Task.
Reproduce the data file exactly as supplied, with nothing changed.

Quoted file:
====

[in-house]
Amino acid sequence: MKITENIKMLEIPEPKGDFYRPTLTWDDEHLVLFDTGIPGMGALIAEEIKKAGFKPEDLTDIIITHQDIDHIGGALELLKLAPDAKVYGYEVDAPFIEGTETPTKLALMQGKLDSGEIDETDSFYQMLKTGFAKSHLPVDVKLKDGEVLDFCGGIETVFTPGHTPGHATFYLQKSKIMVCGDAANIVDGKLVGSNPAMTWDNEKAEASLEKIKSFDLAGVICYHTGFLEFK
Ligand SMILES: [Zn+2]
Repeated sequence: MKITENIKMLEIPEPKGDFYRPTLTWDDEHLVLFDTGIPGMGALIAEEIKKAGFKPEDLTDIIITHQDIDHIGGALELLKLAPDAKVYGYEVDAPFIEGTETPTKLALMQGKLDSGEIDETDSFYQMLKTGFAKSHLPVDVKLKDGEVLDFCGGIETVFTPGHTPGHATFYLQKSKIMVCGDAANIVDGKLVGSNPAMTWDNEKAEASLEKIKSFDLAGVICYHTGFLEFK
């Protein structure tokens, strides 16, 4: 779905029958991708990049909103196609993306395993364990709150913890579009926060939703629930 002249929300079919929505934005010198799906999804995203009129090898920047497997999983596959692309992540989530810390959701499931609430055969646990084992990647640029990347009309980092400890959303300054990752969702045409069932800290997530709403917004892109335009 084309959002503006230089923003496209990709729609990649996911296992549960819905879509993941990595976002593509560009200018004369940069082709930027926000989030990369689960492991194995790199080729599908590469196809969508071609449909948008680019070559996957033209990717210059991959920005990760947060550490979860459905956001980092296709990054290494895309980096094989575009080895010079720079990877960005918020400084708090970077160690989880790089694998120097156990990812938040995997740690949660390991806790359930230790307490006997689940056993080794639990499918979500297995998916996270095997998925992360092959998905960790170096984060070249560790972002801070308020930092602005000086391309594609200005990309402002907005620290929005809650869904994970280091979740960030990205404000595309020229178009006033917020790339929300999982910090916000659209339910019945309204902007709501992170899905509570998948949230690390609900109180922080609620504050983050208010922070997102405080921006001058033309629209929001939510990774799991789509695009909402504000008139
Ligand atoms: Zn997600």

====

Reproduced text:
[in-house]
Amino acid sequence: MKITENIKMLEIPEPKGDFYRPTLTWDDEHLVLFDTGIPGMGALIAEEIKKAGFKPEDLTDIIITHQDIDHIGGALELLKLAPDAKVYGYEVDAPFIEGTETPTKLALMQGKLDSGEIDETDSFYQMLKTGFAKSHLPVDVKLKDGEVLDFCGGIETVFTPGHTPGHATFYLQKSKIMVCGDAANIVDGKLVGSNPAMTWDNEKAEASLEKIKSFDLAGVICYHTGFLEFK
Ligand SMILES: [Zn+2]
Repeated sequence: MKITENIKMLEIPEPKGDFYRPTLTWDDEHLVLFDTGIPGMGALIAEEIKKAGFKPEDLTDIIITHQDIDHIGGALELLKLAPDAKVYGYEVDAPFIEGTETPTKLALMQGKLDSGEIDETDSFYQMLKTGFAKSHLPVDVKLKDGEVLDFCGGIETVFTPGHTPGHATFYLQKSKIMVCGDAANIVDGKLVGSNPAMTWDNEKAEASLEKIKSFDLAGVICYHTGFLEFK
């Protein structure tokens, strides 16, 4: 779905029958991708990049909103196609993306395993364990709150913890579009926060939703629930 002249929300079919929505934005010198799906999804995203009129090898920047497997999983596959692309992540989530810390959701499931609430055969646990084992990647640029990347009309980092400890959303300054990752969702045409069932800290997530709403917004892109335009 084309959002503006230089923003496209990709729609990649996911296992549960819905879509993941990595976002593509560009200018004369940069082709930027926000989030990369689960492991194995790199080729599908590469196809969508071609449909948008680019070559996957033209990717210059991959920005990760947060550490979860459905956001980092296709990054290494895309980096094989575009080895010079720079990877960005918020400084708090970077160690989880790089694998120097156990990812938040995997740690949660390991806790359930230790307490006997689940056993080794639990499918979500297995998916996270095997998925992360092959998905960790170096984060070249560790972002801070308020930092602005000086391309594609200005990309402002907005620290929005809650869904994970280091979740960030990205404000595309020229178009006033917020790339929300999982910090916000659209339910019945309204902007709501992170899905509570998948949230690390609900109180922080609620504050983050208010922070997102405080921006001058033309629209929001939510990774799991789509695009909402504000008139
Ligand atoms: Zn997600």